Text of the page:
Chasteberry (Vitex agnus-castus)

Chasteberry, Chastetree, Chaste Tree, Lilac chastetree, Monk's Pepper, Texas lilac

Chaste trees, scientifically known as Vitex agnus-castus, are beautiful flowering trees that are exceptionally easy to grow and care for. With proper pruning they will repeat flower into early fall.

I. Appearance and Characteristics 

Vitex agnus-castus (also called vitex, chaste tree / chastetree, chasteberry, Abraham’s balm, lilac chastetree, or monk’s pepper) is a plant native of the Mediterranean region. It is one of the few temperate-zone species of Vitex, which is on the whole a genus of tropical and subtropical flowering plants.

Vitex agnus-castus is widely cultivated in warm, temperate, and subtropical regions for its delicately textured, aromatic foliage and butterfly-attracting midsummer spikes of lavender flowers opening in late summer in cooler climates. It grows to a height of 1–5 m (3–16 ft). It requires full sun, though tolerates partial shade, along with well-draining soil. Under ideal conditions, it is hardy to −23 °C (−9 °F) USDA Zone 6. In colder zones, the plant tends to die back to the ground, but as it flowers on new wood, flowering is not affected on vigorous growth in the following season. This plant is a brackish water dweller, indicating that it tolerates salt. Cold and wet weather results in dieback and losses. The plant grows well on loamy, neutral to alkaline soil.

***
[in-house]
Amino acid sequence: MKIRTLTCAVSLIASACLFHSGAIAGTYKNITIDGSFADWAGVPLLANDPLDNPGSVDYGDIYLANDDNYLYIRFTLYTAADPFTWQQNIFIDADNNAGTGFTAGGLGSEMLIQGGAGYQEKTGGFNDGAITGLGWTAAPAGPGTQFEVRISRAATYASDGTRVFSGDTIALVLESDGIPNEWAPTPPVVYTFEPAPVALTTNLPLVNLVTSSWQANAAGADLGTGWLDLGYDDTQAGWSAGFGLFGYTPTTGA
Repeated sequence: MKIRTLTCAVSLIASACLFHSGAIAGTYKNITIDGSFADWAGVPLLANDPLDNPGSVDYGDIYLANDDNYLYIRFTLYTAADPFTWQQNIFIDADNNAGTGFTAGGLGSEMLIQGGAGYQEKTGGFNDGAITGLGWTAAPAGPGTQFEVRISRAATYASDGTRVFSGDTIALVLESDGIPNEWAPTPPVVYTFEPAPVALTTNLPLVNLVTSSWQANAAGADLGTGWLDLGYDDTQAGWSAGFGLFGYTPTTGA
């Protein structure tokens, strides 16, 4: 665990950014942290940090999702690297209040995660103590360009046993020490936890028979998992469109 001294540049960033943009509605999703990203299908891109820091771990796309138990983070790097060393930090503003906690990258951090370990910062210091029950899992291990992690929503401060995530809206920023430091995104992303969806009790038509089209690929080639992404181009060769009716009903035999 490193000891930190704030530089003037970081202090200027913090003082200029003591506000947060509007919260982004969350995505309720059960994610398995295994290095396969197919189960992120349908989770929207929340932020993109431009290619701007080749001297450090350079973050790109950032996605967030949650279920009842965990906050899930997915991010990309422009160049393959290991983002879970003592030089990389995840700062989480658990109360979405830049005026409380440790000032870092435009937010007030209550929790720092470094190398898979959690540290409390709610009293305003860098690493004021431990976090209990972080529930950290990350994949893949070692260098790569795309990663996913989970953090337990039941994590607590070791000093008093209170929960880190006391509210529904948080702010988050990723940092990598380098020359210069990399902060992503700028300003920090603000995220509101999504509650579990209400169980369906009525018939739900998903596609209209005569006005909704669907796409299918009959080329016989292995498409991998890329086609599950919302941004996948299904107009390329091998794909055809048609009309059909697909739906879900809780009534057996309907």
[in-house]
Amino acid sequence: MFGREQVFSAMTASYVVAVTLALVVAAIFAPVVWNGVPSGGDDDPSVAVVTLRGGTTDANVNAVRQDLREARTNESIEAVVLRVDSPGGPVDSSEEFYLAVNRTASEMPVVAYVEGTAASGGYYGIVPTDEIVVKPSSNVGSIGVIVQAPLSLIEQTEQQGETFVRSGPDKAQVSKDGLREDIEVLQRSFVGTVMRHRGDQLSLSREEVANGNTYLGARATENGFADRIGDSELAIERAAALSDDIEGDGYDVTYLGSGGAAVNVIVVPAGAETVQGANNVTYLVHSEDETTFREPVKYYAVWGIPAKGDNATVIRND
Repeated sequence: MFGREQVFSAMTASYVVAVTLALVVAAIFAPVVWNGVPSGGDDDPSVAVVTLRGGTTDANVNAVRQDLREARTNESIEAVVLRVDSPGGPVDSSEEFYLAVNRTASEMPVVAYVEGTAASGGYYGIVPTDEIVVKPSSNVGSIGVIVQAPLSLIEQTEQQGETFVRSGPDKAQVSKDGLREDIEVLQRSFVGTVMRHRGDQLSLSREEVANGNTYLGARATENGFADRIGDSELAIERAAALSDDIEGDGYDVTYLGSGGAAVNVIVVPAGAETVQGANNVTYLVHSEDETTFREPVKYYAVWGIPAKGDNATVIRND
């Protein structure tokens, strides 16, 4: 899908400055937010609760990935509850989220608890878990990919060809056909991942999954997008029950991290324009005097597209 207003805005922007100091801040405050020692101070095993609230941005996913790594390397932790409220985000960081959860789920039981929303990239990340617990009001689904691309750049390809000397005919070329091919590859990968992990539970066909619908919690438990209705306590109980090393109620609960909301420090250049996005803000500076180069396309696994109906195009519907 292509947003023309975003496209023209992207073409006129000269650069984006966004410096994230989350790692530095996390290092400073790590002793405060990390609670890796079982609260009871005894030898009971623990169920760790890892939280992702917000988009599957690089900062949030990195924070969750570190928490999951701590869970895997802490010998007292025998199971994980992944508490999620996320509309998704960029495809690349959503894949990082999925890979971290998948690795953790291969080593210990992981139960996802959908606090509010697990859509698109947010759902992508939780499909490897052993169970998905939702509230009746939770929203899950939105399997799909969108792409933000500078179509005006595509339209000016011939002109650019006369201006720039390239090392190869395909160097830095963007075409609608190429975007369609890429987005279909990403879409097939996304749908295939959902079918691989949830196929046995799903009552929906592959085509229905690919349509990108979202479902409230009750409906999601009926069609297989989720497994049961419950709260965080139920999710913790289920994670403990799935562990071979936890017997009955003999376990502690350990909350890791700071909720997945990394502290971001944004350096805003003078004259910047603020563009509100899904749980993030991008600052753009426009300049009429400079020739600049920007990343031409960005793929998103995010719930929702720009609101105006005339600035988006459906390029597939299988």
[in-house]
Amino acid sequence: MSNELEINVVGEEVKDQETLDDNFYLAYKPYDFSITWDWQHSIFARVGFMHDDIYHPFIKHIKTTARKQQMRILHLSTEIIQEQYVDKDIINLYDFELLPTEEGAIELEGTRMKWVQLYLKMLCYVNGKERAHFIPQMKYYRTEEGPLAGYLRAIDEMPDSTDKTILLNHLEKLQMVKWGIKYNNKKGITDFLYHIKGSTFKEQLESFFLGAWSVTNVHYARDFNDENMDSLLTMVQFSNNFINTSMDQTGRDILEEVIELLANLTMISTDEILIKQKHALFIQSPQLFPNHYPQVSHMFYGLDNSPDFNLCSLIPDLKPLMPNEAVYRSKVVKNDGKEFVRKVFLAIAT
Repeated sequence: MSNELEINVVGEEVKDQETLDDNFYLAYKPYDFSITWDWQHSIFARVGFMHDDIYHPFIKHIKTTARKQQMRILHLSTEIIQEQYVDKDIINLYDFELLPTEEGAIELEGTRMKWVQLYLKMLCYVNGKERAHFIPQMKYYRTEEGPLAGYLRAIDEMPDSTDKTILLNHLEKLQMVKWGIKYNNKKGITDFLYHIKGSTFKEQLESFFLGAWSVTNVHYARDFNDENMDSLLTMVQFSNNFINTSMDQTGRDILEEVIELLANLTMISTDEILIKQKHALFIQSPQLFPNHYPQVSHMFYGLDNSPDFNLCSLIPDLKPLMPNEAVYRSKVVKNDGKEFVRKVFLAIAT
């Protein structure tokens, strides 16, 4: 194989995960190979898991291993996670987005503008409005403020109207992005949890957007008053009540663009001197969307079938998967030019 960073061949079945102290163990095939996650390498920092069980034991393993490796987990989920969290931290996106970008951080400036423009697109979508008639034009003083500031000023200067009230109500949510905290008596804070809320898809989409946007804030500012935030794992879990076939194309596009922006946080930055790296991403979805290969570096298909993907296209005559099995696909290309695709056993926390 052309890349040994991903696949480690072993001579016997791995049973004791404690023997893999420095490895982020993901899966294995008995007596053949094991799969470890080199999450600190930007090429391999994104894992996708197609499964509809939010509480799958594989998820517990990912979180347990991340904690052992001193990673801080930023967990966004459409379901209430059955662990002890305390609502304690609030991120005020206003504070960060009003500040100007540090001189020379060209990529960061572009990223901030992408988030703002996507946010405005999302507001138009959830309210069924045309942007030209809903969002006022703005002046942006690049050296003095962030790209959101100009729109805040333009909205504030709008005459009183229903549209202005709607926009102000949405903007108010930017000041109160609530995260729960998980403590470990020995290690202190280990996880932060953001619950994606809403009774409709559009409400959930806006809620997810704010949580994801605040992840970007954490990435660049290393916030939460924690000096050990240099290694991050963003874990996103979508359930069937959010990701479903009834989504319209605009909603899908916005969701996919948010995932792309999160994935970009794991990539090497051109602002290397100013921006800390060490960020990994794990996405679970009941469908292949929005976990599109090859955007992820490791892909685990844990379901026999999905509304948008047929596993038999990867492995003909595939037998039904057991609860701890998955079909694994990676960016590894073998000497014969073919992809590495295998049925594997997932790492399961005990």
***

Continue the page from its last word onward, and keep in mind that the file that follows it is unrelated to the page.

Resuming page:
In cultivation in the UK, the form V. agnus-castus f. latifolia has gained the Royal Horticultural Society’s Award of Garden Merit.

The fruits from one single tree can be harvested for more than 15 years. This indicates that the tree cannot be integrated in a usual crop rotation system. It is suggested to sow dissimilar plants such as monocots as its subsequent crop so that it might be easier to control the monk’s pepper plant, the dicot. Because the fruits of monk’s pepper tend to fall constantly and uncontrollably, the plant likely can germinate from seed. The overall best yield per hectare reportedly can be achieved if the plant spacing is around 70 cm (28 in). Pruning back the branches in autumn has a positive influence on fruit yield while repruning in spring can induce an increase of vegetative shoots, thus a fruit yield loss.

II. How to Grow and Care

Sunlight

Chaste tree will grow well in full sun to part shade, though the best flowering occurs in full sun.

Temperature and Humidity